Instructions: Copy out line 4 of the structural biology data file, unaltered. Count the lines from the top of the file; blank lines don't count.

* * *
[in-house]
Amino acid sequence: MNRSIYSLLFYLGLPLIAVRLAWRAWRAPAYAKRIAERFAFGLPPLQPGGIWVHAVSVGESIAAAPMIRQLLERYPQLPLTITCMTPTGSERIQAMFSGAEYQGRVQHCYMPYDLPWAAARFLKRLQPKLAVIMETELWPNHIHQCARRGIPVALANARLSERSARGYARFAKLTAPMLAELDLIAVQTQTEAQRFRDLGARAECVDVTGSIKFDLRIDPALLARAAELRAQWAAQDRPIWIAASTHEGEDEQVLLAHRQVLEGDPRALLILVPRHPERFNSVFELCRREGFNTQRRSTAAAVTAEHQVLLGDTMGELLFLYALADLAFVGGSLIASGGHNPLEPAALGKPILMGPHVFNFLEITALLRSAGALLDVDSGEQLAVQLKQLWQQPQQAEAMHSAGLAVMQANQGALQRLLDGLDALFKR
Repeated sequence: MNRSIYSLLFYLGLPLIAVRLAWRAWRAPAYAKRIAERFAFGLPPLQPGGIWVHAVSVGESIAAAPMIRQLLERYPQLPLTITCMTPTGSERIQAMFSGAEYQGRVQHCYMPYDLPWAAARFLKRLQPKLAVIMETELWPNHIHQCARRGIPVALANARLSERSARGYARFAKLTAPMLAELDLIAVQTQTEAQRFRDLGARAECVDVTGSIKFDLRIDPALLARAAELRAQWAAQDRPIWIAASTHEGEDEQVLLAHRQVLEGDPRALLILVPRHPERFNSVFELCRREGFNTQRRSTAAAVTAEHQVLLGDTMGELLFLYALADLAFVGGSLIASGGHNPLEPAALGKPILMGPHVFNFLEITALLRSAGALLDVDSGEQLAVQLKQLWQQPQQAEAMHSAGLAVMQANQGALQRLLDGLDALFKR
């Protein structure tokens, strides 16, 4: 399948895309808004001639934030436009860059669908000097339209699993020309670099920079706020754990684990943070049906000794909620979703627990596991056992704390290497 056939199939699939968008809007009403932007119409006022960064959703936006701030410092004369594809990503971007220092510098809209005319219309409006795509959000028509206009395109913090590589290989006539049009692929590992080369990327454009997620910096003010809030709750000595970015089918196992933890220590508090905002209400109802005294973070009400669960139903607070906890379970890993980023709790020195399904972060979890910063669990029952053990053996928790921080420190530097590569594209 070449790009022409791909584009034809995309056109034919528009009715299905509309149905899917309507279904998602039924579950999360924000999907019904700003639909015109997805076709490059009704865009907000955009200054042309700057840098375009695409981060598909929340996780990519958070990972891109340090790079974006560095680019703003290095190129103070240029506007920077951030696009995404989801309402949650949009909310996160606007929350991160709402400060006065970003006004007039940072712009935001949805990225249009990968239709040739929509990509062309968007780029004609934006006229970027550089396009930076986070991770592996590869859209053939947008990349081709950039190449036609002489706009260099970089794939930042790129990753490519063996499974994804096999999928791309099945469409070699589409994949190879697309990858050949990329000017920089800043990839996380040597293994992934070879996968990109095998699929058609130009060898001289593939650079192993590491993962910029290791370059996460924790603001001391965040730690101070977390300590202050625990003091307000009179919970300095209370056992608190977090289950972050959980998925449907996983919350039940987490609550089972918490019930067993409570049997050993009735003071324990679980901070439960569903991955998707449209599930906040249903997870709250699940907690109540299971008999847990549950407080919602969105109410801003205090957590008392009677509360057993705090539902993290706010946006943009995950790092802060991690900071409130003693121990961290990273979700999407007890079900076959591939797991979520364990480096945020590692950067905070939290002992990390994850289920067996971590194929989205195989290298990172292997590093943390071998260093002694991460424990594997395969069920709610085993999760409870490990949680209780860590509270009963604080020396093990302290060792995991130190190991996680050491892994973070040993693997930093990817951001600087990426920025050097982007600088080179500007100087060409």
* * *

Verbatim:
């Protein structure tokens, strides 16, 4: 399948895309808004001639934030436009860059669908000097339209699993020309670099920079706020754990684990943070049906000794909620979703627990596991056992704390290497 056939199939699939968008809007009403932007119409006022960064959703936006701030410092004369594809990503971007220092510098809209005319219309409006795509959000028509206009395109913090590589290989006539049009692929590992080369990327454009997620910096003010809030709750000595970015089918196992933890220590508090905002209400109802005294973070009400669960139903607070906890379970890993980023709790020195399904972060979890910063669990029952053990053996928790921080420190530097590569594209 070449790009022409791909584009034809995309056109034919528009009715299905509309149905899917309507279904998602039924579950999360924000999907019904700003639909015109997805076709490059009704865009907000955009200054042309700057840098375009695409981060598909929340996780990519958070990972891109340090790079974006560095680019703003290095190129103070240029506007920077951030696009995404989801309402949650949009909310996160606007929350991160709402400060006065970003006004007039940072712009935001949805990225249009990968239709040739929509990509062309968007780029004609934006006229970027550089396009930076986070991770592996590869859209053939947008990349081709950039190449036609002489706009260099970089794939930042790129990753490519063996499974994804096999999928791309099945469409070699589409994949190879697309990858050949990329000017920089800043990839996380040597293994992934070879996968990109095998699929058609130009060898001289593939650079192993590491993962910029290791370059996460924790603001001391965040730690101070977390300590202050625990003091307000009179919970300095209370056992608190977090289950972050959980998925449907996983919350039940987490609550089972918490019930067993409570049997050993009735003071324990679980901070439960569903991955998707449209599930906040249903997870709250699940907690109540299971008999847990549950407080919602969105109410801003205090957590008392009677509360057993705090539902993290706010946006943009995950790092802060991690900071409130003693121990961290990273979700999407007890079900076959591939797991979520364990480096945020590692950067905070939290002992990390994850289920067996971590194929989205195989290298990172292997590093943390071998260093002694991460424990594997395969069920709610085993999760409870490990949680209780860590509270009963604080020396093990302290060792995991130190190991996680050491892994973070040993693997930093990817951001600087990426920025050097982007600088080179500007100087060409």